Cleveland Indians (64-68) at Detroit Tigers (61-72)
Time/Place: 7:08 p.m., Comerica Park
SB Nation blog: Let's Go Tribe
Pitching Matchup: RHP Corey Kluber (8-13, 3.41 ERA) vs. LHP Kyle Lobstein (3-5, 4.34 ERA)
Corey Kluber's win-loss record indicates that he has suffered a massive drop-off from his 2014 Cy Young-winning campaign, but that is not the case. Sure, he's not quite the same as the monster that devoured the American League in the second half last year, but he still ranks among the top five pitchers in the AL in innings pitched, strikeout rate, strikeout-to-walk ratio, FIP, xFIP, and WAR. He is still turning in dominant outings on the regular -- back-to-back complete games against the Minnesota Twins in August come to mind -- and has once again solidified his position as a true ace.
There are cracks, though. Kluber has been prone to blow-up outings this year, something he rarely did (if at all) in 2014. Kluber has allowed five runs or more in three of his past eight starts, and has nearly doubled his total of such outings compared to 2014. Lefties are having more success against him in 2015, batting .262/.319/.427. He struggles against the Tigers too, allowing a 4.72 ERA and .837 OPS in 12 career starts. He has been better against Detroit this season, allowing four runs in 11 1/3 innings, but Cleveland has lost both of those games.
It says something about the state of the pitching staff when Kyle Lobstein, he of the 4.34 ERA, 10 percent strikeout rate, and 89 mile-per-hour fastball, is a sorely missed commodity in the rotation. Yet, here we are. Lobstein has missed over three months of major league action with left shoulder soreness, and the Tigers' rotation has been in flux ever since. He was having a relatively mundane season before hitting the disabled list, with four quality starts in eight outings and a strikeout-to-walk ratio of just 1.25.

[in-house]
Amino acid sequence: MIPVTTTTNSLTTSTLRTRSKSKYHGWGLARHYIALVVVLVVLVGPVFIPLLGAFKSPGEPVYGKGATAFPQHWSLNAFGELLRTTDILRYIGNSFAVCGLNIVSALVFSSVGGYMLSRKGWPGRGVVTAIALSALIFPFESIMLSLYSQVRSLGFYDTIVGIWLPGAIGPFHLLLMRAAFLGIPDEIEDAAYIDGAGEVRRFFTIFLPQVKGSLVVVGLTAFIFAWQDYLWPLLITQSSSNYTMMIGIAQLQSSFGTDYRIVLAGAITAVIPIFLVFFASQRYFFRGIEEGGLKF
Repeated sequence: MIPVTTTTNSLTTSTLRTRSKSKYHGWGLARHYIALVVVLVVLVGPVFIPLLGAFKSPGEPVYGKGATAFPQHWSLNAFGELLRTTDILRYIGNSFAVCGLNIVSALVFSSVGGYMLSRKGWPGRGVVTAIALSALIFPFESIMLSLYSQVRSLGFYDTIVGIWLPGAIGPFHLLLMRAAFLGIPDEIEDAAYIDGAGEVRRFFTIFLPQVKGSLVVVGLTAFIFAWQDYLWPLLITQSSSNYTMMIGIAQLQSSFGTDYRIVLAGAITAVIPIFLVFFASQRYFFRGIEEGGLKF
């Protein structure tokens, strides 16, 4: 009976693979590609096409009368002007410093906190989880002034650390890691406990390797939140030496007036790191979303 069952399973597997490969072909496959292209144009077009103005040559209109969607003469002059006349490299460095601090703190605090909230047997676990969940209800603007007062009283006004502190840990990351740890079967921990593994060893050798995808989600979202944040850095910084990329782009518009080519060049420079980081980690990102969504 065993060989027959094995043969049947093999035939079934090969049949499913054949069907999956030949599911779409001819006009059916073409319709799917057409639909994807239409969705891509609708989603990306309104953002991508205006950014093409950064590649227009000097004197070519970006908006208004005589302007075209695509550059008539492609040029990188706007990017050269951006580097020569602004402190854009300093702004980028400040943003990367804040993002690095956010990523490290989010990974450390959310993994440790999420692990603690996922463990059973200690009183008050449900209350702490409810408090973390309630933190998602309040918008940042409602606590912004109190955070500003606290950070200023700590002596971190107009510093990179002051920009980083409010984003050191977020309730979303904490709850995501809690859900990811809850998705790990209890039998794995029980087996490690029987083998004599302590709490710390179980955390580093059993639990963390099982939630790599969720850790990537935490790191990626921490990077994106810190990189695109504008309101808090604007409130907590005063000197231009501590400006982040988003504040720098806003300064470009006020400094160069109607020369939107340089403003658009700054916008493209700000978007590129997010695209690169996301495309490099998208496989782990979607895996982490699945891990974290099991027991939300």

Hitter to fear: Carlos Santana (.444/.545/.778 in 11 plate appearances)
Hitter to fail: Jason Kipnis (.182/.250/.182 in 12 plate appearances)
Lobstein has held the Indians in check throughout his career, with a pair of wins in four starts. His underlying numbers don't look great -- the Indians are batting .281/.340/.393 against him -- but by limiting them to mostly singles, he has been able to dance his way out of trouble. Only six of the 25 hits Lobstein has ever allowed to Cleveland have gone for extra bases, and just two have cleared the fence. Carlos Santana has had the most success of any Tribe hitter against Lobstein, but his overall numbers against lefties pale in comparison to those from the other side of the plate.
Until they ran into the Toronto Death Machine earlier this week, the Indians were quietly making a run towards wild card contention. They were 16-12 in August -- which is more than you can say for several other contenders -- and finished the month by winning nine of their last 11 games. They pulled to within four games of the Texas Rangers for the second wild card spot earlier this week, and still have a slim chance at making the postseason if everything breaks right. The Tigers continuing to pitch like they have recently would be one of those breaks, to say the least.
Lobstein can't do this forever, can he? A 16.5 percent strikeout rate and 1.93 strikeout-to-walk ratio in 2014 was one thing for the 26-year-old lefthander, but this season, those figures have dropped to 9.8 percent and 1.25, respectively. Lobstein doesn't have the elite command and minuscule walk rate that many other soft-tossers get by on, so above average WHIPs are going to be the norm going forward. While the Indians struggle against lefties -- they're hitting just .244/.306/.370 against lefty starters this year -- we shouldn't expect a revelation in Lobstein's first game back from injury either.
The Tigers score a couple early runs off Kluber, but Cleveland wins easily.
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